Another month another case on break notices.
I’ve covered break clauses fairly extensively in this blog already. See my posts Lease Break Clauses – When Is A Landlord’s Break Clause Effective? Lease Break Clauses – What Can Possibly Go Wrong? Lease Break Clauses – What If You Change Your Mind? and Lease Break Clauses – What Should You Agree In A New Lease?
However, in an age when more and more tenants are looking to get out of property they no longer need or can no longer afford, it’s a topic that runs and runs as it’s all too easy for tenants to get it wrong, for landlords to get it wrong, and in the most recent case, for landlords’ managing agents to get it wrong.
The latest comedy of errors came to court in January in MW Trustees Limited and others v Telular Corporation  EWHC 104 (Ch) (31 January 2011).
The tenant was able to end its lease on 1 March 2010 as long as it had first given its landlord six months' notice in writing (and paid rent and other sums due up to the break date).
In October 2008, the original landlord had transferred its interest in the property to MW Trustees who held the property on trust for two pension funds. The tenant was told about this and this was not contested at the trial.
The landlord’s transfer was duly registered at the Land Registry and a rent demand was issued to the tenant in the name of the new landlord.
However, when the tenant came to serve its break notice, it made a mistake and served it on the previous landlord.
This is because, although the tenant as a company knew about the change of landlord, its Chief Financial Officer, who was entrusted with serving the notice, did not.
Nevertheless, the notice did actually reach the current landlord.
The current landlord’s managing agent then sent an email to the tenant, copied to the current landlord, saying they accepted the break notice served on the former landlord and confirming that they were happy for the tenant to break the Lease.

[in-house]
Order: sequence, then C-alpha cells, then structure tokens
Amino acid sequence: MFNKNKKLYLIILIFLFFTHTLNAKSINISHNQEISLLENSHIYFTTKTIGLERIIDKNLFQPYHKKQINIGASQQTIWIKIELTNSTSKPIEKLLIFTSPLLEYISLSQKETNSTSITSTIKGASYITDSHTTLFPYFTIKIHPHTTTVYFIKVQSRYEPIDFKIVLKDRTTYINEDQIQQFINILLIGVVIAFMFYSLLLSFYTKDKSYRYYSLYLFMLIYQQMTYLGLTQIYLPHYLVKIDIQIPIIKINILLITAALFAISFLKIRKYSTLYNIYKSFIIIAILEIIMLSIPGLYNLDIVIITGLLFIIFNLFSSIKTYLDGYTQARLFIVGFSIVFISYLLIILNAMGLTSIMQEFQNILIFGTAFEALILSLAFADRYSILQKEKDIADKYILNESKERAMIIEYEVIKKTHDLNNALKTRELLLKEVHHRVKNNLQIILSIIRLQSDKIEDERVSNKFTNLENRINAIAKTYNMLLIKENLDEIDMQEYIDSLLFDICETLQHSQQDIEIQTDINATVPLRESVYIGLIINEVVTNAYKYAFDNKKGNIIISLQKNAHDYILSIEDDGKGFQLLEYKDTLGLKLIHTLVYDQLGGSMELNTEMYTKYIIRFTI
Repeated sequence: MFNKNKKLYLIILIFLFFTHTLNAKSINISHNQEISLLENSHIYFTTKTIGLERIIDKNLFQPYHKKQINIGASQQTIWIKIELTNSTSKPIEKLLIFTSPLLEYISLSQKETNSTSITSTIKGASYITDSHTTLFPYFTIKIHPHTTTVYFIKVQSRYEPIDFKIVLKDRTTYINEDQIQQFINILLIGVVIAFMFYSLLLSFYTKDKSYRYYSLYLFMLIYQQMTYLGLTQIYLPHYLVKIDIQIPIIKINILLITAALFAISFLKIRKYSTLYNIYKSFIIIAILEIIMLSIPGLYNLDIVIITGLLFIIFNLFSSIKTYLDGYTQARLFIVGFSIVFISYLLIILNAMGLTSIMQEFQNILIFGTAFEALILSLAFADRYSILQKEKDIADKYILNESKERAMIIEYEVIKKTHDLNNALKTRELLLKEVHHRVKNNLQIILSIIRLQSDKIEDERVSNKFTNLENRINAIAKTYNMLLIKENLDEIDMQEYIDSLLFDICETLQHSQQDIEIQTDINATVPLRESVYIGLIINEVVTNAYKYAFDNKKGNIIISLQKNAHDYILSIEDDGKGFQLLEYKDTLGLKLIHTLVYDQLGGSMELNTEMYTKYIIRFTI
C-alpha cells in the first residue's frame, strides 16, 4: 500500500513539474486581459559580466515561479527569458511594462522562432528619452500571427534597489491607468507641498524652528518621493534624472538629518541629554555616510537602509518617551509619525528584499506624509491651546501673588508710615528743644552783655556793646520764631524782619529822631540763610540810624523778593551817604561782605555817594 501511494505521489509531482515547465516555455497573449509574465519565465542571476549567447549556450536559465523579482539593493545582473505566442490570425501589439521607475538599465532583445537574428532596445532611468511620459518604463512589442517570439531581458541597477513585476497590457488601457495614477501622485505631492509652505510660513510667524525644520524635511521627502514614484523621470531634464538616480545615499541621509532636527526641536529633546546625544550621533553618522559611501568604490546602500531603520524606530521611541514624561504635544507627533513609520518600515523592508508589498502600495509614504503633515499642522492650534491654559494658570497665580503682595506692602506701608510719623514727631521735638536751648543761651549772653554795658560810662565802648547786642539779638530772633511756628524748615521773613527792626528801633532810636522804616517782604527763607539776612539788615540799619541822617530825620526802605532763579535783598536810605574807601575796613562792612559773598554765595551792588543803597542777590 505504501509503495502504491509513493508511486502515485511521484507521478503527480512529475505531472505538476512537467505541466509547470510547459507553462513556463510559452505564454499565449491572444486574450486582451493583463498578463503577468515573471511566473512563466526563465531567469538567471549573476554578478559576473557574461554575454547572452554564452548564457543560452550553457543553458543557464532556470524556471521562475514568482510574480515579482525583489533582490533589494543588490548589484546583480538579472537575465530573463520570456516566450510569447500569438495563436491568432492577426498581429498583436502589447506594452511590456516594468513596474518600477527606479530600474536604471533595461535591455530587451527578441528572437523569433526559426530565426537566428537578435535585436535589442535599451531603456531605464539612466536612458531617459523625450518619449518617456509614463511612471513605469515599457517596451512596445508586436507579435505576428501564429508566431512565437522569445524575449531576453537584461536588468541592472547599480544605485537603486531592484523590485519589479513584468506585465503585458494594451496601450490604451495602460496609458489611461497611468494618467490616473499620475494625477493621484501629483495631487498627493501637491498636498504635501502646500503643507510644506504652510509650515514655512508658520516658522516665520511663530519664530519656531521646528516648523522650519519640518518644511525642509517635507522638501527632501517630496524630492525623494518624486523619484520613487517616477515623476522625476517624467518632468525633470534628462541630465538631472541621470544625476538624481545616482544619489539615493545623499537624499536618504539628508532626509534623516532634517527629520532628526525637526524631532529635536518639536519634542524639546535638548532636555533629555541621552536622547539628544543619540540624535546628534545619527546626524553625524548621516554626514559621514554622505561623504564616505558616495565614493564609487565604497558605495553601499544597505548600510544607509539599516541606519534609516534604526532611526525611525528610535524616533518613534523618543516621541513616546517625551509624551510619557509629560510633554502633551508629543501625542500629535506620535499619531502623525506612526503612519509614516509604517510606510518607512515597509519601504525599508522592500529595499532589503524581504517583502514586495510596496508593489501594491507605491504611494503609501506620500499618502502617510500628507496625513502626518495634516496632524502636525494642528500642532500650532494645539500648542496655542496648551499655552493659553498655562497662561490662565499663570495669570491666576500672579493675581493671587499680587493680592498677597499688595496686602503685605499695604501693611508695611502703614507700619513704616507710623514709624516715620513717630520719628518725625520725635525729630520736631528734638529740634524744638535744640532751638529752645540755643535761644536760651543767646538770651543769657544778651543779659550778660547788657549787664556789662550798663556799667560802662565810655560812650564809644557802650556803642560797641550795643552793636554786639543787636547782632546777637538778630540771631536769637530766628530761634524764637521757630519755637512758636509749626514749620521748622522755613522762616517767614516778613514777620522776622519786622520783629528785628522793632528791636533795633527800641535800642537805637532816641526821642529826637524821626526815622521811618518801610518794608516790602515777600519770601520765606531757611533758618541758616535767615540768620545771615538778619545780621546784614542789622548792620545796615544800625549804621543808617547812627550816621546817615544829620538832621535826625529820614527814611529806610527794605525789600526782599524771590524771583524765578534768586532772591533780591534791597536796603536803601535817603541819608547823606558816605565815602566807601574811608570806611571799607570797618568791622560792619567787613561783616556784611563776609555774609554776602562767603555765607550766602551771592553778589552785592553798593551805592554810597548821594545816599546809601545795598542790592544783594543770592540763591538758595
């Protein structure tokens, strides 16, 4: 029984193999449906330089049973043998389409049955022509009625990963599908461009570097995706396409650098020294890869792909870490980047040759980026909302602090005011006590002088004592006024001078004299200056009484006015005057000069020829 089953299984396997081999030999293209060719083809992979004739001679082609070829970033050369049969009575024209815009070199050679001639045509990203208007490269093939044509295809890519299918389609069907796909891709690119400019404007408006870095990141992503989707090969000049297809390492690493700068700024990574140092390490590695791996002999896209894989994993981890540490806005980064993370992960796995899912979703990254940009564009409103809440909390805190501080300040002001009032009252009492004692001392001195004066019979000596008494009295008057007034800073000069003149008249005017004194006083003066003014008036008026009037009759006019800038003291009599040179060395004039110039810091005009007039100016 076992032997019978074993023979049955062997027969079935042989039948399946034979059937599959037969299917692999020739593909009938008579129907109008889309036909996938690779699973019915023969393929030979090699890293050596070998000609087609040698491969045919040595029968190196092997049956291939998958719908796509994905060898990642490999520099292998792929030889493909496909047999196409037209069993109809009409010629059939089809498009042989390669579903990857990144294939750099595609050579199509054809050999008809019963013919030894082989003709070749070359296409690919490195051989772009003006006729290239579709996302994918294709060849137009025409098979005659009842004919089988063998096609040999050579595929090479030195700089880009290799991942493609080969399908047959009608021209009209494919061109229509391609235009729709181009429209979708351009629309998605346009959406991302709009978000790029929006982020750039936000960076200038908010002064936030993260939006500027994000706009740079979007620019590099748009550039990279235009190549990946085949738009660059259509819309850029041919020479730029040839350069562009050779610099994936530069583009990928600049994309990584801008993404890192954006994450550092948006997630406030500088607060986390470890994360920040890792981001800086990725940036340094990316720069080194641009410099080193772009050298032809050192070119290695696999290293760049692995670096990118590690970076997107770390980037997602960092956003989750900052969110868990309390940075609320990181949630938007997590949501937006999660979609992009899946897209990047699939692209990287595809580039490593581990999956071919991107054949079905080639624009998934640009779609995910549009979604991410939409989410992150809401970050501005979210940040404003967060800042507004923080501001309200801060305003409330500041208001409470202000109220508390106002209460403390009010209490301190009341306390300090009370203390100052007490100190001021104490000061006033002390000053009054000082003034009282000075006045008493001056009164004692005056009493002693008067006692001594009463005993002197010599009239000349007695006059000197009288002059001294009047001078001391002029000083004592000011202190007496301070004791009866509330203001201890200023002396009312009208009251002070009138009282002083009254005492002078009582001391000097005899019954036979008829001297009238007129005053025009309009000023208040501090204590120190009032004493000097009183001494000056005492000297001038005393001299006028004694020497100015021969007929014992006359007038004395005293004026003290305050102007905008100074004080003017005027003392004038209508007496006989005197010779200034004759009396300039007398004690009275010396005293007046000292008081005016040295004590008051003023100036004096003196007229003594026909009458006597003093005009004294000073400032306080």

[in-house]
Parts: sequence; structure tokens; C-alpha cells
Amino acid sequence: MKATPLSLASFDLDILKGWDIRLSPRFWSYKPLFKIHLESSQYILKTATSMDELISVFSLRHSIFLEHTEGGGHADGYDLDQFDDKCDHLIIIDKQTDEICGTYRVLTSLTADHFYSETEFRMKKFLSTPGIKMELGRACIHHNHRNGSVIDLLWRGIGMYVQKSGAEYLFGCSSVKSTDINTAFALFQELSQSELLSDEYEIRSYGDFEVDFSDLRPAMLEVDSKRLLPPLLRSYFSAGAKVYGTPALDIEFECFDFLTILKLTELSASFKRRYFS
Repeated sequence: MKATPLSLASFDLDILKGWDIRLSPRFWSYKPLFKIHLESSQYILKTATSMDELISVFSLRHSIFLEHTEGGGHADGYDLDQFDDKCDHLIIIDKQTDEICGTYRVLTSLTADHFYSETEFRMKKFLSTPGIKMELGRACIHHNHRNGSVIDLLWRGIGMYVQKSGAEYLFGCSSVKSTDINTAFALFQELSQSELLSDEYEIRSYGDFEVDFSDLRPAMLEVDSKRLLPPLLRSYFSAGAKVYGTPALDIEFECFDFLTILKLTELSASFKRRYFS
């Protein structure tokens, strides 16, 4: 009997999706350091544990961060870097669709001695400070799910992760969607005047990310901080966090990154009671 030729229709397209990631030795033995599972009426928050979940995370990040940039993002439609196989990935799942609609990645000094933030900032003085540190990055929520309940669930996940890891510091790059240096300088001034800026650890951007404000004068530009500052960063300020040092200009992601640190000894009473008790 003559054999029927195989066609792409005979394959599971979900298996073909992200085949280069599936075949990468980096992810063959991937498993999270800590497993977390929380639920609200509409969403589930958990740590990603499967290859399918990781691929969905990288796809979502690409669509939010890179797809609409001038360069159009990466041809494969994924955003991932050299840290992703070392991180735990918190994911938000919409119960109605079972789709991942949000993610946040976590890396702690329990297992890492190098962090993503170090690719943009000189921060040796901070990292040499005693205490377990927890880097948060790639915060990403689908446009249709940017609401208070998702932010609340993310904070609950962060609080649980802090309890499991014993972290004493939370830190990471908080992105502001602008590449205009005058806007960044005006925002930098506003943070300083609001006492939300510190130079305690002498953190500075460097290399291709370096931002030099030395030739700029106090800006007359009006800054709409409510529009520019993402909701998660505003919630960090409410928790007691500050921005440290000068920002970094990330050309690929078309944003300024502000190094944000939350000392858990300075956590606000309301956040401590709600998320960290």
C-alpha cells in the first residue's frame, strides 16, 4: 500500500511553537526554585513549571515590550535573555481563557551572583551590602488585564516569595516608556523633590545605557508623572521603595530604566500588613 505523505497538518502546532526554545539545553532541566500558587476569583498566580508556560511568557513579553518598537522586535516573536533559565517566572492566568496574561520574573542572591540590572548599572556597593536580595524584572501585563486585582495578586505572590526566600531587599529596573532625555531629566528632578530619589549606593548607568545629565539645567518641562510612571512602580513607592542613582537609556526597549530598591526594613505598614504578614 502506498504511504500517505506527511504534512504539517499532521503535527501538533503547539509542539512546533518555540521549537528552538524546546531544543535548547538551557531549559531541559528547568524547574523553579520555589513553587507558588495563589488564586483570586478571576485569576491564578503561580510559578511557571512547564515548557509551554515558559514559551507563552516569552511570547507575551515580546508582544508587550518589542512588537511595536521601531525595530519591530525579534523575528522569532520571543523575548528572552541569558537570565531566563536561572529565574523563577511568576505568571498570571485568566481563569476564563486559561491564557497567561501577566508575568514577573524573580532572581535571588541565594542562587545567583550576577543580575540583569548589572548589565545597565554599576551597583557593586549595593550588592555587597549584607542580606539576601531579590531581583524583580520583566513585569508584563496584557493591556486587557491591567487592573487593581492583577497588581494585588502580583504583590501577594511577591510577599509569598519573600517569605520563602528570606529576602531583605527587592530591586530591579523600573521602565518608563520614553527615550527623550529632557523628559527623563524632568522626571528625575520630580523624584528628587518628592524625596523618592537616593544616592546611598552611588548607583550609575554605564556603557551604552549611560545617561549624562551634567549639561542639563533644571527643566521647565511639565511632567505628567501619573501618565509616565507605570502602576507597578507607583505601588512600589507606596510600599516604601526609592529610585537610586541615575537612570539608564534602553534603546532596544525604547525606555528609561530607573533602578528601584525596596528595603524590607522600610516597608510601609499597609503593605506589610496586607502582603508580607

The agent went on to ask for a new break notice to be served on the current landlord.
No new notice was served.
The landlord subsequently struggled to find a new tenant and so tried to argue that the managing agent’s email required a further notice to be sent in order to operate the break clause and that, because that further notice wasn’t served, the break was never exercised.
The tenant argued that the request for a further notice was only a formality and that the original break notice had already been accepted by the wording used in the managing agent’s email.
The tenant won.
The Judge decided that the managing agent’s email had the effect of accepting that the original notice had terminated the Lease. This meant the landlord had lost its right to argue that serving the original notice on the wrong person had prevented the break operating and the landlord could not deny the validity of the original notice.
The tenant basically got away with it on this occasion thanks to the landlord’s managing agents saying they accepted the original break notice.
So the warning for landlords is to make sure you instruct your managing agents not to accept notices on your behalf without clear and express instructions to do so in each case.
However, the Judge did also give a warning to tenants.
The Judge said that a landlord is under no duty to tell a tenant that he believes a notice has not been validly served.
In this case, the best thing the landlord could have done was to have simply acknowledged receipt of the notice and said nothing else. Then the landlord would have been able to challenge the validity of the notice at a later date if, as in this case, it had wished to do so.
By saying nothing, the landlord could have caught the tenant in its web.
The case therefore underlines the importance of making sure you know who the current landlord is before serving your notice and making sure the person who is actually tasked with serving the notice has that information.
So apologies for revisiting the thorny subject of break clauses again, but given the opportunities that abound for messing these things up, I bet it won’t be the last we hear on the subject.